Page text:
The economics and ramifications of Dredd

The Dredd movie could and should have opened up a market for non-studio comic book movies. Where do things stand now?

If all had gone to plan, this year’s really rather good Dredd movie would have been the latest modestly-budgeted film to signal a real way forward for comic book-based films. Appreciating that at the moment, the options are to make a $150m+ PG-13-rated superhero movie, or something as low cost as James Gunn’s Super (or even more adventurously, American Splendor), there had nonetheless been signs of a middle ground. A welcome one at that.

Kick-Ass, after all, had offered a way forward. Independently-funded, and costing in the region of $30m, the film’s worldwide cinematic gross of just under $100m, with significant returns from home viewing too, was a really big deal. It certainly can’t have harmed the progress of getting Dredd funded in the first place, which we’ll come to in a minute.

Kick-Ass creator Mark Millar has recently signed up to be creative consultant on Fox’s Marvel-based movies. And he’s been open about his plans for continuing to make films based around the Kick-Ass budget level. The low cost of making Kick-Ass, and now Kick-Ass 2, has a pay-off in terms of the creative freedom it offers. After all, if you don’t need to recoup $200m at the box office alone, then you don’t have to take some of the harder edges off the film in question. You can even go out with an R or 18 rating and still make money. There is life beyond a Marvel or DC blockbuster.

Sadly, though, you know where this story is heading.

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Back in September, a brand new Judge Dredd movie hit our screens. Costing around $40m to make, and shot in South Africa, it was put together outside of the Hollywood studio system. The plan was for it to be the first of many big screen Dredd adventures.

Writer and producer Alex Garland was making encouraging noises in interviews before the film’s release, too (director Pete Travis wasn’t part of the film’s promotional push, possibly in part down to rumours of all not being entirely well behind the scenes). Dredd only needed to make $50m at the US box office – that’s just a third of the opening three day take for some recent blockbusters – and the formula would have been proven: Dredd 2 could press ahead, with Dredd 3 also teased.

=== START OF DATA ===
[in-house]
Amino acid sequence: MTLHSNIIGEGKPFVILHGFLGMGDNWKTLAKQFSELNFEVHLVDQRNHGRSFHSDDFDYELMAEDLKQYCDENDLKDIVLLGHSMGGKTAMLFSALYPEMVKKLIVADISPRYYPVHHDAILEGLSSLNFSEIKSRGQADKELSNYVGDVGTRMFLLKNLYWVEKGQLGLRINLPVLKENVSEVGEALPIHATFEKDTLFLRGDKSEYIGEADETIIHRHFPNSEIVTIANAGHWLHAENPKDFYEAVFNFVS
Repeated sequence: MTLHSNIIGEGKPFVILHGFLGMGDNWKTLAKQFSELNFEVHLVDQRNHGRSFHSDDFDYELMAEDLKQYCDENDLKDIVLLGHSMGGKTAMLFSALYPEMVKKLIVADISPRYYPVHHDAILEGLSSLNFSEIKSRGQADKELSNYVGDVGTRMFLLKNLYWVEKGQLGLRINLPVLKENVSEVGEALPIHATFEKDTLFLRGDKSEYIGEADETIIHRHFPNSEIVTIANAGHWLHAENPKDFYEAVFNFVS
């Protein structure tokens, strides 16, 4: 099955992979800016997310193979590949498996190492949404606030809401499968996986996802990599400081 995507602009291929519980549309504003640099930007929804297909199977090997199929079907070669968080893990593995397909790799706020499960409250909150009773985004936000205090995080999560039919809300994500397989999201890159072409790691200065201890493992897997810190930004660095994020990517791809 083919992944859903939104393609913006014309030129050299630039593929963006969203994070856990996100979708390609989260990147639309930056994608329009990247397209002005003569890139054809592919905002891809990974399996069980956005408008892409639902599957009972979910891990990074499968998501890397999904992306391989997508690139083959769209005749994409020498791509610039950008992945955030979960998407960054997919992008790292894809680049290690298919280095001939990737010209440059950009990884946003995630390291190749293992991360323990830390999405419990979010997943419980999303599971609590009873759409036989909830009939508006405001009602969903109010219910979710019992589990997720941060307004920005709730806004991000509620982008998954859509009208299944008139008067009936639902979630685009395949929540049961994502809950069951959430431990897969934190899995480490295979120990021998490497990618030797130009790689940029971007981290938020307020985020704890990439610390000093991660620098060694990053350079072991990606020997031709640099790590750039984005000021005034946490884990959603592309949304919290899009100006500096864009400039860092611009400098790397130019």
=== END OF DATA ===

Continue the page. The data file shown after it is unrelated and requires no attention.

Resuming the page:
To further extend the film’s chances of making its money back, it was shot and released in 3D. This has been an area of contention for more than the usual number of reasons, in that in the UK, it was really, really hard to track down a 2D screening of the film anywhere. However, even though we’re no fans of 3D, you can see why the producers and financiers of Dredd went that way. They were taking a big punt on a planned franchise that had already been burned once at the box office. Adding a 3D premium to ticket prices, in theory, increased the chances of them getting their money back. And they needed every opening they could, given just what a risk Dredd was.

Thus, while you may not have been a fan of adding 3D to Dredd, in this instance, it might just have been pivotal in the business plan in this case. At the least, it added some projected numbers to the Excel spreadsheet at the point a decision needed to be made in pressing ahead or not.

We’ve talked before on the site about the subsequent financial performance of Dredd at the box office, which has veered between good to very poor depending where you are in the world. But this in itself tells a story. One problem of making a film such as this outside of the studio system is that you lack the marketing muscle that comes with the package. More to the point, you lack the coherence of one studio rolling something out across the world.